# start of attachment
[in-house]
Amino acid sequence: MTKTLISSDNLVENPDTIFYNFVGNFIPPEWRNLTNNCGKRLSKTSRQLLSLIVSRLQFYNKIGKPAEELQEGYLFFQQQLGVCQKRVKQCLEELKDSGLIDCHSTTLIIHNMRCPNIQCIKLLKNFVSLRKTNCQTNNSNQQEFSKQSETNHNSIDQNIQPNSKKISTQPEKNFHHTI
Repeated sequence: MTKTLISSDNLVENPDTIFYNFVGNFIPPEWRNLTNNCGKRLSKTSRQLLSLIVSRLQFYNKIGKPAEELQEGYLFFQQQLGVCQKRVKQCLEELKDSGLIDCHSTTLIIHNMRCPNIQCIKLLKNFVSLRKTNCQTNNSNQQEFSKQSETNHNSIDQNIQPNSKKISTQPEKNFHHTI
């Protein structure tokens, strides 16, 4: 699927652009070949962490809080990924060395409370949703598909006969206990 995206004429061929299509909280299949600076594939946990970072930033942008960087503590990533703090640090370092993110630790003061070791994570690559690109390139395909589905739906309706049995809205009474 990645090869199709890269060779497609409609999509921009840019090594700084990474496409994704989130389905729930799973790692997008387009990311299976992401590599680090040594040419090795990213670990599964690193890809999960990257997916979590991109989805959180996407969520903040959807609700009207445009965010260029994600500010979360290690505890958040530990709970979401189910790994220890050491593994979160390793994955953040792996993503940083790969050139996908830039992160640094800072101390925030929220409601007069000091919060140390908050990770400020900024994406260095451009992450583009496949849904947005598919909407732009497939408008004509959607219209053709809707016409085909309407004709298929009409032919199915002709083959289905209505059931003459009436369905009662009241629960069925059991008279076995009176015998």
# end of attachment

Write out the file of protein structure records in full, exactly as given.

[in-house]
Amino acid sequence: MTKTLISSDNLVENPDTIFYNFVGNFIPPEWRNLTNNCGKRLSKTSRQLLSLIVSRLQFYNKIGKPAEELQEGYLFFQQQLGVCQKRVKQCLEELKDSGLIDCHSTTLIIHNMRCPNIQCIKLLKNFVSLRKTNCQTNNSNQQEFSKQSETNHNSIDQNIQPNSKKISTQPEKNFHHTI
Repeated sequence: MTKTLISSDNLVENPDTIFYNFVGNFIPPEWRNLTNNCGKRLSKTSRQLLSLIVSRLQFYNKIGKPAEELQEGYLFFQQQLGVCQKRVKQCLEELKDSGLIDCHSTTLIIHNMRCPNIQCIKLLKNFVSLRKTNCQTNNSNQQEFSKQSETNHNSIDQNIQPNSKKISTQPEKNFHHTI
């Protein structure tokens, strides 16, 4: 699927652009070949962490809080990924060395409370949703598909006969206990 995206004429061929299509909280299949600076594939946990970072930033942008960087503590990533703090640090370092993110630790003061070791994570690559690109390139395909589905739906309706049995809205009474 990645090869199709890269060779497609409609999509921009840019090594700084990474496409994704989130389905729930799973790692997008387009990311299976992401590599680090040594040419090795990213670990599964690193890809999960990257997916979590991109989805959180996407969520903040959807609700009207445009965010260029994600500010979360290690505890958040530990709970979401189910790994220890050491593994979160390793994955953040792996993503940083790969050139996908830039992160640094800072101390925030929220409601007069000091919060140390908050990770400020900024994406260095451009992450583009496949849904947005598919909407732009497939408008004509959607219209053709809707016409085909309407004709298929009409032919199915002709083959289905209505059931003459009436369905009662009241629960069925059991008279076995009176015998």